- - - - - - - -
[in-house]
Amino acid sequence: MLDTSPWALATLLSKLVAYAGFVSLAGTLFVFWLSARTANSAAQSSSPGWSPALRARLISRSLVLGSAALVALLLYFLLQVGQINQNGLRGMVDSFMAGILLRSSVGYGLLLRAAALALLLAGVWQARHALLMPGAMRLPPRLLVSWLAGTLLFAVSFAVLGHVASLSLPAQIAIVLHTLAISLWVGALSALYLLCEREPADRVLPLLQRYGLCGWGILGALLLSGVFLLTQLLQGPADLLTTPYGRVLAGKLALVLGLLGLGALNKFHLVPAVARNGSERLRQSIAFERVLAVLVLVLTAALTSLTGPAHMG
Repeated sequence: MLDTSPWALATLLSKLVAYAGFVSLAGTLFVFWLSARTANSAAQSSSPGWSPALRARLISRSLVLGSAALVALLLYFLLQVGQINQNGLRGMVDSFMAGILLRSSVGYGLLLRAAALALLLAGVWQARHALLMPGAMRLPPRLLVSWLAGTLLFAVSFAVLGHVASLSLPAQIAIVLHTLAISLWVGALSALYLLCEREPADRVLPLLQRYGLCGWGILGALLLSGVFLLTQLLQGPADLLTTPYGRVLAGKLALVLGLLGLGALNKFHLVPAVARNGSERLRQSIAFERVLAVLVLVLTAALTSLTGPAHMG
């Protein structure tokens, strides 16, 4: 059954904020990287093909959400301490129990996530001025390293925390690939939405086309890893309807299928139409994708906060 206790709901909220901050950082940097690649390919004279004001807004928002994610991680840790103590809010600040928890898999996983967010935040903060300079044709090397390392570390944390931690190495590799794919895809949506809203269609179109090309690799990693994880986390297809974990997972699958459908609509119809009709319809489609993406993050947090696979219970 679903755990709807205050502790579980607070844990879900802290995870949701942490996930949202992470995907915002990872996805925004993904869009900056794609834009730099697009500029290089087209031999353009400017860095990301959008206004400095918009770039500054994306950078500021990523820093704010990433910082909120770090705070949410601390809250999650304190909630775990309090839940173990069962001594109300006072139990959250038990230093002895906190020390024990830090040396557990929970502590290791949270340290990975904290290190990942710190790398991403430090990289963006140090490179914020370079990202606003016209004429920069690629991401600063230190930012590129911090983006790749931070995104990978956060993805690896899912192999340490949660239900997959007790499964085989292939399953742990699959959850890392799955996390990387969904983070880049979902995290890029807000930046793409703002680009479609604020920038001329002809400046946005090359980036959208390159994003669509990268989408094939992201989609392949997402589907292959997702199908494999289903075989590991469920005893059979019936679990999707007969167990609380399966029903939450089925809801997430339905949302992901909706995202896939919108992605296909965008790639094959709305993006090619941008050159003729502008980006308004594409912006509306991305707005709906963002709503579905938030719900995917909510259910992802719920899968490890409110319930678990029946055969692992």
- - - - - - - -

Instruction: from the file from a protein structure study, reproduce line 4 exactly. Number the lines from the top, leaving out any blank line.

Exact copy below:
């Protein structure tokens, strides 16, 4: 059954904020990287093909959400301490129990996530001025390293925390690939939405086309890893309807299928139409994708906060 206790709901909220901050950082940097690649390919004279004001807004928002994610991680840790103590809010600040928890898999996983967010935040903060300079044709090397390392570390944390931690190495590799794919895809949506809203269609179109090309690799990693994880986390297809974990997972699958459908609509119809009709319809489609993406993050947090696979219970 679903755990709807205050502790579980607070844990879900802290995870949701942490996930949202992470995907915002990872996805925004993904869009900056794609834009730099697009500029290089087209031999353009400017860095990301959008206004400095918009770039500054994306950078500021990523820093704010990433910082909120770090705070949410601390809250999650304190909630775990309090839940173990069962001594109300006072139990959250038990230093002895906190020390024990830090040396557990929970502590290791949270340290990975904290290190990942710190790398991403430090990289963006140090490179914020370079990202606003016209004429920069690629991401600063230190930012590129911090983006790749931070995104990978956060993805690896899912192999340490949660239900997959007790499964085989292939399953742990699959959850890392799955996390990387969904983070880049979902995290890029807000930046793409703002680009479609604020920038001329002809400046946005090359980036959208390159994003669509990268989408094939992201989609392949997402589907292959997702199908494999289903075989590991469920005893059979019936679990999707007969167990609380399966029903939450089925809801997430339905949302992901909706995202896939919108992605296909965008790639094959709305993006090619941008050159003729502008980006308004594409912006509306991305707005709906963002709503579905938030719900995917909510259910992802719920899968490890409110319930678990029946055969692992």